Written by Madeleine Keck / Global Citizens
Increased demand for cheap labor in neighboring Malaysia is spurring the jump in human trafficking.
Why Global Citizens Should Care: Thailand is home to some of the largest numbers of human trafficking victims in the world. Survivors of human trafficking are often promised education, supportive and well-paying job opportunities, or loving relationships. Global Citizen campaigns to end extreme poverty — which is usually a contributing factor as to why people seek to relocate. Take action here.
Over 900 human trafficking survivors have been rescued in Thailand so far this year, a figure set to cement 2019 as the nation’s worst for the illegal trade on record.
New data from the Thai government’s anti-trafficking agency reveals 974 trafficking survivors have been intercepted as of mid-July, almost a third higher than the total figure for the whole of 2018. According to Reuters, the survivors, mostly from Myanmar, were recruited due to an increased request for cheap workers in Malaysia’s agricultural, fishing, and sex industries.
“There’s a high possibility that figures this year will reach a record high, with many victims telling us they were planning to work in Malaysia,” Mana Kleebsattabudh, the deputy commander at the anti-trafficking division, told Reuters.
The survivors — who were recruited for less than USD $975 — were rescued along the southern boundary between Thailand and Malaysia. Kleebsattabudh said that, despite being kept in forests and huts, the survivors did not believe they were being tricked.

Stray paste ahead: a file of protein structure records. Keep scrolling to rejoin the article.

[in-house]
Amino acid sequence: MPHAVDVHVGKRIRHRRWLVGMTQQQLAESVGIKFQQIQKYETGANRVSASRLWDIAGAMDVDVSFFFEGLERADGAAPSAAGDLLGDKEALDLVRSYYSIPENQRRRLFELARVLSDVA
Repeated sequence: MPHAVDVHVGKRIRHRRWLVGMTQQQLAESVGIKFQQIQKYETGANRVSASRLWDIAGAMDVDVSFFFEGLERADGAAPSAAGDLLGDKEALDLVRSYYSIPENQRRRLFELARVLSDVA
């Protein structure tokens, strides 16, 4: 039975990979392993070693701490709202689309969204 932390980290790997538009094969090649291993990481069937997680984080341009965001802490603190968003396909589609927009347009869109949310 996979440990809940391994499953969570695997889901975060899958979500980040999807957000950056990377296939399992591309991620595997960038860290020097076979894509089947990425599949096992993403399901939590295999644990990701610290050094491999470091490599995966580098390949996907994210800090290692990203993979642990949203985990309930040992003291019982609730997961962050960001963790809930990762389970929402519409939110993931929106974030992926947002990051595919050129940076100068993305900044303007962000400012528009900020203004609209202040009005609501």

“What we find is these people are being kept in bad conditions … far from communities, which shows the bad intentions of those bringing them,” he stated. “More importantly, the victims don’t see themselves as being deceived and often endure hardship in order to get to their destination.”
The number of human trafficking victims rescued by Thai police is set to hit a record high this year. 974 trafficking victims – mostly from Myanmar – have been rescued in 2019 so far.
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— IOM Thailand (@IOMThailand) July 24, 2019
The uptick in thwarted trafficking attempts could now see traffickers increasingly transport people via sea, Kleebsattabudh warned. This reduces the likelihood of being seized by government officials but is considered more dangerous. The most recent sea trafficking case occurred in June, when authorities discovered 70 people stuck on an island near the border with Malaysia.
Kleebsattabudh said the boat, which was carrying Rohingya Muslims from Bangladesh, was in the open sea for three days.